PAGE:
U.K. chancellor of the exchequer Jeremy Hunt last week assuaged any concerns that Britain’s nuclear energy advocates might have been harboring regarding the new government’s support for the proposed Sizewell C plant. (The United Kingdom is on its third prime minister since July, when Boris Johnson’s government granted EDF Energy its long-awaited development consent order for the new nuclear build project.)

What he said: In his November 17 Autumn Statement, while noting the United Kingdom’s status as “a global leader in renewable energy,” Hunt added, “We need to go further, with a major acceleration of home-grown technologies like offshore wind, carbon capture, and storage, and, above all, nuclear. This will deliver new jobs, industries, and export opportunities and secure the clean, affordable energy we need to power our future economy and reach net zero."

Two reports agree: Diverse advanced reactor fuel cycles can succeed

November 23, 2022, 6:39AMNuclear News

Advanced reactors and small modular reactors with strikingly different coolants and sizes offer an array of different benefits, but when it comes to fuel cycle issues, including spent fuel and waste, they have a lot in common with conventional light water reactors. Two reports released within the last week—a National Academies of Sciences, Engineering, and Mathematics (NASEM) consensus committee report two years in the making and a Department of Energy study released by Argonne National Laboratory—address the timely topic of advanced reactor fuel cycle issues. While the NASEM committee ventured to define research and infrastructure needs to support the entire nuclear power fuel cycle, inclusive of new technologies, for decades to come, the DOE report compares the front- and back-end fuel cycle metrics of three reactor designs (from NuScale Power, TerraPower, and X-energy) that have been selected for DOE cost-share–funded demonstrations within this decade. Together, these reports provide assurance that the fuel cycle needs of a fleet of new reactors can be met and point to near-term research and planning needs.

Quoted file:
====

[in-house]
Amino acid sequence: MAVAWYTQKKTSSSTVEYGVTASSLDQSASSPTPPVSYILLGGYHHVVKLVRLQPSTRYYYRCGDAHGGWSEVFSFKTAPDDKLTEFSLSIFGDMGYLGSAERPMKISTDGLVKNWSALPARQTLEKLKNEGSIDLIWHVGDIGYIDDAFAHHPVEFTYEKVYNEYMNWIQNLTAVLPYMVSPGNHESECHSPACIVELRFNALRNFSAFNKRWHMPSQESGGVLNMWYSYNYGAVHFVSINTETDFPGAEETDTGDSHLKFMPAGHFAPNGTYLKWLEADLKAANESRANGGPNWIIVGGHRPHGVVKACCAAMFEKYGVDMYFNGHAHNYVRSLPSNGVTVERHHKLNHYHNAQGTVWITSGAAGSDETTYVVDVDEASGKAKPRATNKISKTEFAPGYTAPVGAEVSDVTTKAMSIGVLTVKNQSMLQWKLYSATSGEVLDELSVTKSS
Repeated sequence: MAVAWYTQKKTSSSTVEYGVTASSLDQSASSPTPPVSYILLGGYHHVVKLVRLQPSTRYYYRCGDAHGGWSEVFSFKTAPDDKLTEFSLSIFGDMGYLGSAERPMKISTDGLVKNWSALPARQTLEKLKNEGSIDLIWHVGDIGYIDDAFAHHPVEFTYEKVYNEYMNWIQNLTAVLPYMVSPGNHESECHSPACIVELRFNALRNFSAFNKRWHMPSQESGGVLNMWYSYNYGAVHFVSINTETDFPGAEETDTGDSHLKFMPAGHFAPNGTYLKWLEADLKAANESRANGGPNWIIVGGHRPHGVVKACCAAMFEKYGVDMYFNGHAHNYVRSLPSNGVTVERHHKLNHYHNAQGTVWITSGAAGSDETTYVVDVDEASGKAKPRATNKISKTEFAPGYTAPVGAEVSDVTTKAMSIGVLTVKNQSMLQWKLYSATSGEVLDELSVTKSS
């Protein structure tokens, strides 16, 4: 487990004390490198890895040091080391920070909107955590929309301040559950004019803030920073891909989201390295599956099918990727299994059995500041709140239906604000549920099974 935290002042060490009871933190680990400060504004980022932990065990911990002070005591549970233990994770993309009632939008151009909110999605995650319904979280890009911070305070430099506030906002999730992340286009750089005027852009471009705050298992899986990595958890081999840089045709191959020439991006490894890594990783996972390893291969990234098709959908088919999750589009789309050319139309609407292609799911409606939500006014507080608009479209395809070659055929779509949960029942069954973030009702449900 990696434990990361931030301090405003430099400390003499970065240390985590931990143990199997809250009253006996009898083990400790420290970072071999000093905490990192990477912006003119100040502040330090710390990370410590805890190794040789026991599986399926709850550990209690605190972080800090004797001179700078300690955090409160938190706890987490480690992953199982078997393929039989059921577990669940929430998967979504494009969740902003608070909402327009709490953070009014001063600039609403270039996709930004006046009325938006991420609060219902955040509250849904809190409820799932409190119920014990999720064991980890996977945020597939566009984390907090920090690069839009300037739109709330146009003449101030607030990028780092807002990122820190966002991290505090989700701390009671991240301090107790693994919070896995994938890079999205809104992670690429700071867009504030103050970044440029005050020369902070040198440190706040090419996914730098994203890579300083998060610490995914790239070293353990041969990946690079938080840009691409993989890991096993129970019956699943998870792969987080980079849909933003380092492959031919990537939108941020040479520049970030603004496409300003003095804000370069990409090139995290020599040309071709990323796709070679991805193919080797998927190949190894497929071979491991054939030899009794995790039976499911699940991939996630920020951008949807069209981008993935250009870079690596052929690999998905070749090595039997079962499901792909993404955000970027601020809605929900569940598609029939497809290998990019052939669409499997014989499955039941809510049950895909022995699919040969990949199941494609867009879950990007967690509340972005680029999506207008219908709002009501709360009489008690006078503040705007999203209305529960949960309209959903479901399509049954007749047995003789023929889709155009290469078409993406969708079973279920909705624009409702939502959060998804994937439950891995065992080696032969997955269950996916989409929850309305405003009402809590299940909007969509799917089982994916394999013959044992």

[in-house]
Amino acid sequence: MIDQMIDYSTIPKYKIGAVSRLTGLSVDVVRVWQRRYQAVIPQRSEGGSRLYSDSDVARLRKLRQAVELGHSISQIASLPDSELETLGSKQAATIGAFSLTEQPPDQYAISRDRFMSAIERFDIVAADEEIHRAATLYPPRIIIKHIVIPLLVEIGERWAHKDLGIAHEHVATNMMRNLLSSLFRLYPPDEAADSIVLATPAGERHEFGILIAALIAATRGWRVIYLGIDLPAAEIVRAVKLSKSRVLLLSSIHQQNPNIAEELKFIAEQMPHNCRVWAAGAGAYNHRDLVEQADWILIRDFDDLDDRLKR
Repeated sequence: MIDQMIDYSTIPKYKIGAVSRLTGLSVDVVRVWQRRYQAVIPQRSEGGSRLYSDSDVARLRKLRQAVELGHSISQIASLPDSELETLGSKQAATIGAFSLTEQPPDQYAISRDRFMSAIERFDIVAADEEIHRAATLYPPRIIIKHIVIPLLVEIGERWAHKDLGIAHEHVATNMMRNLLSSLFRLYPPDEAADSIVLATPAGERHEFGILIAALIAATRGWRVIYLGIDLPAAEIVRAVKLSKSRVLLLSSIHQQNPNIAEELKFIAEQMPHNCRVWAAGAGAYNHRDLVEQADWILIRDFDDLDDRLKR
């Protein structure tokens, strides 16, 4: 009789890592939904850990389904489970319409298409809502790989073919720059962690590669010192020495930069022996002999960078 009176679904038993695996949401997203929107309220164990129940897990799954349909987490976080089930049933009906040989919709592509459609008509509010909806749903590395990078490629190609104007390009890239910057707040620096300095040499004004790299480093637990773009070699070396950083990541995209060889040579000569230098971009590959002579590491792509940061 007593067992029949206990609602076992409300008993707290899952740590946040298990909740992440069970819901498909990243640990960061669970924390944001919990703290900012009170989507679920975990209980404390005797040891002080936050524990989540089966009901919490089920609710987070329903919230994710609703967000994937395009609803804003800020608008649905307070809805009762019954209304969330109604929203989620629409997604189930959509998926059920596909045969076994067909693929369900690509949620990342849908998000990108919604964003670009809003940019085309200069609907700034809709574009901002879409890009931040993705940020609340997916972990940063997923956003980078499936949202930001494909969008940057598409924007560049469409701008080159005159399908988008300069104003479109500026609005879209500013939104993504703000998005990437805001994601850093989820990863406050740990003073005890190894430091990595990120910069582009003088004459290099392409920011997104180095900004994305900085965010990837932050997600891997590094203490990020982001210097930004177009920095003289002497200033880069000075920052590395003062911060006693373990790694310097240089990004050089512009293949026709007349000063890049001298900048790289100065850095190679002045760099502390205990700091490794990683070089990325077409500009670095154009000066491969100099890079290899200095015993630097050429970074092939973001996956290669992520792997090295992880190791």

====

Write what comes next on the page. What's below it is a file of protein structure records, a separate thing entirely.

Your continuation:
Diablo Canyon approved for federal funding; Palisades denied

November 22, 2022, 3:00PMNuclear News
The Palisades nuclear power plant, in Michigan, before it was permanently closed. (Photo: Holtec)

Pacific Gas & Electric’s two-unit Diablo Canyon plant—California’s lone operating nuclear power facility—has been deemed eligible for the initial round of funding from the Civil Nuclear Credit (CNC) Program, the Department of Energy announced yesterday.

The decision was welcomed by a nuclear community disappointed by last Friday’s news that the DOE had rejected Holtec International’s CNC application for the recently closed Palisades nuclear plant in Michigan, despite support for the effort from Gov. Gretchen Whitmer.

Nuclear: Building enthusiasm at COP27

November 22, 2022, 12:05PMNuclear News
Energy secretary Jennifer Granholm (in purple blazer) and the ANS-sponsored delegates pose in front of the Nuclear for Climate booth at COP27.

Nuclear energy is no longer on the fringes of the international climate conversation. At COP27, the United Nations climate change conference held in Sharm el-Sheikh, Egypt, from November 6 to 18, pronuclear advocates were everywhere—and they were talking to everyone. They populated the International Atomic Energy Agency’s #Atoms4Climate pavilion, the first-ever nuclear pavilion in the 27-year history of the negotiations. Echoing such strong representation, the final statement issued by the conference used language that included nuclear power.

NEXT Lab’s molten salt research reactor inches closer to NRC approval